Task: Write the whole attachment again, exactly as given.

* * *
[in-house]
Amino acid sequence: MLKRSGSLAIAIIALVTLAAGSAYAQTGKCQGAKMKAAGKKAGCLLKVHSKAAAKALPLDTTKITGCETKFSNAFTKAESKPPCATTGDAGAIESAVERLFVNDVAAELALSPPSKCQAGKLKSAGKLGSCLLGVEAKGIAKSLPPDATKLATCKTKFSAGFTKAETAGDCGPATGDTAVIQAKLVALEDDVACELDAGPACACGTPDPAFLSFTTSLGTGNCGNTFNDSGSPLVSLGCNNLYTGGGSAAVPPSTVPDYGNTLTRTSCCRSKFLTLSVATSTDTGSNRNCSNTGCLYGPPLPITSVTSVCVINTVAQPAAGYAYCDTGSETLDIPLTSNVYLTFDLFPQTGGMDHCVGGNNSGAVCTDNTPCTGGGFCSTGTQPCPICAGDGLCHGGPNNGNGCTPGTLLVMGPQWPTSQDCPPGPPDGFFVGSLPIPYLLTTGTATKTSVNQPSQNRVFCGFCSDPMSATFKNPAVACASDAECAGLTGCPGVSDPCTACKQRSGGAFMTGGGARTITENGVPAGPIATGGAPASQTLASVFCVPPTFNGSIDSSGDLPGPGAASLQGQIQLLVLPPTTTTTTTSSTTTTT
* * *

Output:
[in-house]
Amino acid sequence: MLKRSGSLAIAIIALVTLAAGSAYAQTGKCQGAKMKAAGKKAGCLLKVHSKAAAKALPLDTTKITGCETKFSNAFTKAESKPPCATTGDAGAIESAVERLFVNDVAAELALSPPSKCQAGKLKSAGKLGSCLLGVEAKGIAKSLPPDATKLATCKTKFSAGFTKAETAGDCGPATGDTAVIQAKLVALEDDVACELDAGPACACGTPDPAFLSFTTSLGTGNCGNTFNDSGSPLVSLGCNNLYTGGGSAAVPPSTVPDYGNTLTRTSCCRSKFLTLSVATSTDTGSNRNCSNTGCLYGPPLPITSVTSVCVINTVAQPAAGYAYCDTGSETLDIPLTSNVYLTFDLFPQTGGMDHCVGGNNSGAVCTDNTPCTGGGFCSTGTQPCPICAGDGLCHGGPNNGNGCTPGTLLVMGPQWPTSQDCPPGPPDGFFVGSLPIPYLLTTGTATKTSVNQPSQNRVFCGFCSDPMSATFKNPAVACASDAECAGLTGCPGVSDPCTACKQRSGGAFMTGGGARTITENGVPAGPIATGGAPASQTLASVFCVPPTFNGSIDSSGDLPGPGAASLQGQIQLLVLPPTTTTTTTSSTTTTT